In season

March 24

In now: Kanzi apples mix the sweetness of royal gala with the crunch of braeburn. Greenstars follow the kanzi harvest. The particularly high levels of vitamin C in greenstars means they don’t brown as quickly as other apples when cut.

At its best: The late-season plums have some of the best flavours. Look out for autumn giant and October sun.

Best buy: Brown onions are harvested in South Australia and Tasmania at this time of year. Bulk buy bags are a great bargain: share with friends.

In the vegie patch: Plant garlic cloves in good soil in full sun. Choose fat cloves and plant 15cm apart, 8cm deep. Harvest next summer.

What else:

  • dill will become scarce as the weather cools, so now’s the time for a dill and walnut pesto to coat beans, or for dill-rich tartare with fried fish
  • store nashis in the fridge, and eat while still tinged with green
  • some good bargains on sweet potato, also called kumara
  • lots of dragonfruit around.
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In season

March 17

In now: Most persimmon grown in Australia are sweet persimmon which can be eaten hard and crisp, or let soften. Find them also called fuji fruit.

At its best: Rockmelons that ripened through the long summer months are now sweet eating. They are being picked in Hay and Griffith in NSW and in South Australia.

Best buy: Large zucchini that grew too fast for the pickers are a bargain. Not so good for salads or quick sautés, these are perfect for souping or using in baked goods.

In the vegie patch: Keep picking the flower heads off the basil to prolong the harvest.

What else:

  • expect some pine mushrooms to start popping up
  • broccoli is briefly pricey in the lull between the Victorian and Queensland harvests
  •  it’s the moment for Roman beans, also sold as flat beans
  • breakfast fruit is a challenge, with mangoes all but finished and oranges not yet begun. Go melon or custard apple or those peaches you poached when they were so good!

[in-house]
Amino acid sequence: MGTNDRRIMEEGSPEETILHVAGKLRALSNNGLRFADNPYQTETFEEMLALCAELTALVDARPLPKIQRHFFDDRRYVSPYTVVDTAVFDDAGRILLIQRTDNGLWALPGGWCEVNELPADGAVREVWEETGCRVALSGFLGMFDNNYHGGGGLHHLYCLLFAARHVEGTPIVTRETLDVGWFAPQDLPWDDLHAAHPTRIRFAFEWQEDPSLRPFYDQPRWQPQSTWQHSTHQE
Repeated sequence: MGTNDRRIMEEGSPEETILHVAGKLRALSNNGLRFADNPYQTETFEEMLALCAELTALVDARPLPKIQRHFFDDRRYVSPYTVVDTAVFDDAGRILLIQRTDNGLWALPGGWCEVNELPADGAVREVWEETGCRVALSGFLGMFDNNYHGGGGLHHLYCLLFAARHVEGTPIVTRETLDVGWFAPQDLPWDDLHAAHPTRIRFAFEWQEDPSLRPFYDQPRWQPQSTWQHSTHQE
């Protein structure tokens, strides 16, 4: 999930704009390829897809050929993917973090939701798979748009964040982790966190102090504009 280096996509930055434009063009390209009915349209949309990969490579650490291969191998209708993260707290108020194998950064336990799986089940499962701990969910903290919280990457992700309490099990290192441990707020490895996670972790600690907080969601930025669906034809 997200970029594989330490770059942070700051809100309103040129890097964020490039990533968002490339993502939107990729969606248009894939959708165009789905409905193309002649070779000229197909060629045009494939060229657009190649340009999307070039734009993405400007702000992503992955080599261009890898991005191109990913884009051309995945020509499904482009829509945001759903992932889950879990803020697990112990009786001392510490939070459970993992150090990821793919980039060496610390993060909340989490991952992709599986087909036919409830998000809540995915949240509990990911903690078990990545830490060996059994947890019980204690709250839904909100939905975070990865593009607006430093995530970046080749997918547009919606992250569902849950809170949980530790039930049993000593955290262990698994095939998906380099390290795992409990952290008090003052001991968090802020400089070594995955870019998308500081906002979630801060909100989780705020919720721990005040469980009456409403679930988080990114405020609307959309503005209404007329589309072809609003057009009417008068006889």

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In season

March 10

In now: Collect chestnuts and walnuts from under the trees at Kookootonga nut farm in Mount Irvine. It’s open every day until the season ends in about six weeks. It’s a lovely way to spend a few hours; this is what it looked like last year:

Chestnut picking Mount Wilson And if you’re not sure what to do with chestnuts one you have them in your hands, have a look here.

Almost over: Enjoy mangoes for the next few weeks; when the trees in northern NSW are bare there’ll be no more local mangoes until October.

Best buy: Pumpkin prices have been heading south for years, and are now below the cost of production, causing many farmers to swap crops. Make the most of cheap pumpkin; it can’t last.

In the vegie patch: Throw a handful of blood and bone on the compost heap to keep it moving fast.

What else:

  • the citrus season is still weeks away so those mandarins, blood oranges, pomelo and navels are all imported, and of very variable quality.
  • the green seedless grapes are giving way to the crimson seedless, which I reckon have superior flavour.
  • plenty of hot pink dragonfruit around
  •  quinces have arrived in stores, but hold out for riper fruit.
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Barangaroo Point
Gardens

Barangaroo Point

Barangaroo was the wife of Bennelong, the Eora man who provided a link between the local people and Sydney’s English colonists. Bennelong had Governor Philip build him a hut on what became known as Bennelong Point, now the site of the Opera House, and in 2006 the neighbouring headland was named for his wife.

So what did Barangaroo Point look like when Barangaroo lived in Sydney? This is the question at the heart of our big new park, which opens this winter. I donned hard hat and hi-viz and took a tour recently with horticultural consultant to the project, Stuart Pittendrigh, to see what our new park will deliver.  Continue reading

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